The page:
Are there any other short stories that you’d like to develop?
Well, I’d love to make this a feature. I think that’s my end goal with this project. Hopefully, some higher ups will love this short project and want to make it more. That would be awesome.
It’s not a short, but it’s a very short novel – Fahrenheit 451. I would do a lot of things to be able to direct that with Michael Fassbender as my Guy Montag.
There are a few stories that I’d love to do out of Joesph Mitchell’s “Up in the Old Hotel”; or Gilman’s “The Yellow Wallpaper”; or Dahl’s “Man from the South”; or Faulkner’s “A Rose for Emily”; or Hemingway’s “Hills Like White Elephants”.
I didn’t know there were so many that I’d love to do.
What’s on your bookshelf?
Wow. I have hundreds of books. Let’s see. Let’s go with what’s on my side table next to the bed on my currently reading and next up pile.
Just read: King’s 11/22/63 – his best in years. Hey, it has to do with time travel.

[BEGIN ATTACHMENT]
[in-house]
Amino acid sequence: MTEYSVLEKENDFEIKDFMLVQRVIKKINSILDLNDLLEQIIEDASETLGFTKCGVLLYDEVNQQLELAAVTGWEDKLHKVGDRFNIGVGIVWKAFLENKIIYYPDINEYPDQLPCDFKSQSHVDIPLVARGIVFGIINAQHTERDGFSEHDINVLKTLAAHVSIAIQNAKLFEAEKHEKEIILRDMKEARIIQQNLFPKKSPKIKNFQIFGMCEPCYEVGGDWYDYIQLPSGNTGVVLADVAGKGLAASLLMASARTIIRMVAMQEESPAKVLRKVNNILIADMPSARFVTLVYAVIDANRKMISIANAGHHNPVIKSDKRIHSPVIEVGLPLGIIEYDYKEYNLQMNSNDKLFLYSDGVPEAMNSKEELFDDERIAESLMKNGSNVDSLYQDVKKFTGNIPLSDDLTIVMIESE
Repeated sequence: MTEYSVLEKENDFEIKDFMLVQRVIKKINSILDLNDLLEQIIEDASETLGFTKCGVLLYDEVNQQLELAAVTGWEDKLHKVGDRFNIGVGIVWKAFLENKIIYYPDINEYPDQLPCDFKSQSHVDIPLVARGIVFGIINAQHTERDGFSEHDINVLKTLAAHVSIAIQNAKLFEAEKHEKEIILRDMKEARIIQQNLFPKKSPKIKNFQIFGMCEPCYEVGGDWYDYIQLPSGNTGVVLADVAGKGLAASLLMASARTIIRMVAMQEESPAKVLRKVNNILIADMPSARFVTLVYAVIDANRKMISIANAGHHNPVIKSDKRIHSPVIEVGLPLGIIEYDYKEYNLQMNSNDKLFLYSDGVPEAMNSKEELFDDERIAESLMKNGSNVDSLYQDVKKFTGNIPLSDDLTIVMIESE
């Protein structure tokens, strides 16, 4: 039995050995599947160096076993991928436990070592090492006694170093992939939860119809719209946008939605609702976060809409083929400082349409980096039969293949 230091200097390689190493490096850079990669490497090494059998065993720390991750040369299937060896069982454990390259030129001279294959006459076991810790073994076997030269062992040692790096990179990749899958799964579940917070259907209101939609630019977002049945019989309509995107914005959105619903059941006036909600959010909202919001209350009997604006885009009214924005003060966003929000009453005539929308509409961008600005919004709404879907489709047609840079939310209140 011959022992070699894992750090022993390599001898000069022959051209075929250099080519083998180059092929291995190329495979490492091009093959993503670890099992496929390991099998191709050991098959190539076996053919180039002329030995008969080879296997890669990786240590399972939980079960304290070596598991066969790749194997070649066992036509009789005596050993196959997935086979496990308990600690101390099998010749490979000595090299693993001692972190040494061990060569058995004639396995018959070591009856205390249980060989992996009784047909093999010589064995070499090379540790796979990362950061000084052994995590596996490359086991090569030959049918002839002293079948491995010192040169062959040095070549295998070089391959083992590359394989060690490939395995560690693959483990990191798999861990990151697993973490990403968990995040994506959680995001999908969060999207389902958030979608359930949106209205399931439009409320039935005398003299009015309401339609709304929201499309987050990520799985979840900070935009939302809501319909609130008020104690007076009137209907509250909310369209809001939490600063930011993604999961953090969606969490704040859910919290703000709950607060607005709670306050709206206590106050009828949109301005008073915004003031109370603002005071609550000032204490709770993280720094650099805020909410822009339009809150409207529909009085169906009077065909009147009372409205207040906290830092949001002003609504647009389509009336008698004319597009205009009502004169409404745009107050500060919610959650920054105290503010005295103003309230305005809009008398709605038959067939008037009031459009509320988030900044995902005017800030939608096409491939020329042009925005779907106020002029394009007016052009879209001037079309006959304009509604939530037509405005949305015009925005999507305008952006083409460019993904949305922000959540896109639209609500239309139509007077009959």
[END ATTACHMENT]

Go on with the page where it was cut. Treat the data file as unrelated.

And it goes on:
Currently reading: Thomas Wolfe’s You Can’t Go Home Again for the millionth time.
To-Read: Vonnegut’s Slaughterhouse Five and Hemingway’s The Sun Also Rises. And, my good friend, Daniel Gardina‘s new book of short stories, entitled The Lookout.
THE SECOND RAT is a short film based on the Sci-Fi short story of the same name. It was originally published in On Spec Magazine in 2002, and was written by Science Fiction author, and co-host of WIRED Magazine’s Geek’s Guide to the Galaxy podcast, David Barr Kirtley. The film version was written for the screen and will be directed and produced by Dustin M. Thomas.